“Polly’s vision for a nationwide, empowered and vocal voice of families includes the voices of families from diverse cultural and linguistic backgrounds,’’ according to Family Voices National President Molly Cole. “To establish a lasting memorial to Polly, Family Voices will use funds from the Polly Arango Memorial Fund to establish a mentoring program to support the growth of the Family Voices organization through the development and support of emerging family leaders from culturally and linguistically diverse backgrounds. We congratulate the selected four states and look forward to their new leaders. ”

Family Voices Comments on Proposed Revisions to Title V Block Grant

In response to a request for public comments from the Maternal and Child Health Bureau (MCHB) on a major revision of the Title V MCH Services Block Grant to States Program, Family Voices submitted comments with input from our network of Family-to-Family Health Information Centers and Family Voices State Affiliate Organizations. The comments, endorsed by 53 family-led organizations represent the voices of experienced and diverse family leaders actively engaged with State Title V programs in every state and the District of Columbia. Submitted comments focused on family and consumer engagement, measuring care for CYSHCN, proposed information collection regarding MCHB’s function, and enhancing the quality, utility and

  • does not specifically indicate the critical role that families play as partners to Title V;
  • does not require the Title V programs to report how they worked with family-led organizations to plan the needs, accomplishments, priorities, action plans and performance measures for the block grant;
  • does not require states to report how they arrived at their self-ranking of commitment to engage family/consumer partners;
  • does not require states to collect information from the families they serve about the value of the services, or from the family-led organizations which contribute to their report;
  • requires that states report on too few performance measures around CYSHCN (only one).
  • For more information on the comments submitted please contact Nora Wells.

    Join One-in-Five Campaign

    More than one in five families has at least one child with special health care needs! Join the Family Voices National Membership & Public Awareness Campaign & Make a Difference! Membership costs range from $15 (students) to organizational memberships based on budget size. Memberships for youth with disabilities under age 24 are free. Get the Word Out! Order and wear buttons at public events, information fairs, membership meetings, trainings and in your community. Tell others about the One in Five families.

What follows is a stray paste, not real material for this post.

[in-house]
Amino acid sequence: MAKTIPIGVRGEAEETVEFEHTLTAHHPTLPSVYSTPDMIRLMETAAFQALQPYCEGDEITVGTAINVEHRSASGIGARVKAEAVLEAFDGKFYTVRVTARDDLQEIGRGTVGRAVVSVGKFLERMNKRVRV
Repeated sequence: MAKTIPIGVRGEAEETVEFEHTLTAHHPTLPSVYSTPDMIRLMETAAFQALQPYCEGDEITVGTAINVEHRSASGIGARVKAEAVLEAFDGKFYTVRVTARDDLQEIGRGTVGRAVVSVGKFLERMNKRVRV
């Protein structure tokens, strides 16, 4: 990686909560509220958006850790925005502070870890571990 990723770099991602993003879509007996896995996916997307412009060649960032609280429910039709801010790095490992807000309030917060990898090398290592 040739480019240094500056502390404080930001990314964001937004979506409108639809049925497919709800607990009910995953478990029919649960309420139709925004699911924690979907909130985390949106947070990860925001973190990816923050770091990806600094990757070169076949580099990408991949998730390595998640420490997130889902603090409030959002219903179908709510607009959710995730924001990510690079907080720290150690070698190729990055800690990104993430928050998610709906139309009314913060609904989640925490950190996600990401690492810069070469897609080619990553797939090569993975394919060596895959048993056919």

Family Voices Email Blasts

    Subscribe to Family Voices Email BlastSign up for short, timely email blasts on the latest news on events and resources important to families of CYSHCN.

     

    Family-Centered Care Assessment (FCCA)

    Family Voices is collaborating with the American Academy of Pediatrics in a Family-Centered Care Pilot Project. Participating pediatricians will administer the FCCA to 25 families in their practices, and receive training in family-centered care from family leaders partnering with healthcare providers. The project will evaluate the benefits of the FCCA as a tool for improving the quality of family-centered care. Learn more on the National Center for Family/Proessional Partnership website.

     

    ABCs of Quality Improvement

    Family Voices NCFPP and NICHQ are jointly sponsoring a 5-session webinar course on Quality Improvement. Applications will be available in October. Teams of 2-6 members with at least one parent partner and one professional partner engaged in an improvement project in their state or community may apply. Key topics include: Model for Improvement, What Makes a Good Aim Statement, Measurement, Plan-Do-Study-Act (PDSA) Cycle, Key Collaborative Documents. For more information contact Bev Baker.

     

    September is National Preparedness Month and CDC’s Office of Public Health Preparedness and Response (OPHPR) has chosen to focus on vulnerable populations this year:

    • Children - Incorporating children into emergency preparedness and what to do with kids during an emergency, including the importance of post-disaster concerns for kids
    • Special Medical Needs - Developing preparedness actions for those with disabilities, health conditions, medical needs, their caregivers, and information for emergency planners
    • Older Adults - Identifying the needs and limitations of older adults and the importance of keeping specialized items ready in case they are needed during an emergency or natural disaster
    • Pet Preparedness for Pet Owners - Building an animal emergency supply kit, identifying pet-friendly shelters and evacuation spots, and making plans in case you are separated from your pet
    CDC Chat on Preparedness

     Thank you for your interest in Friday's Child.  To subscribe to the e-newsletter version, please visit http://www.familyvoices.org/action/keep_informed. Should you have any questions about this newsletter, please email Peggy Curran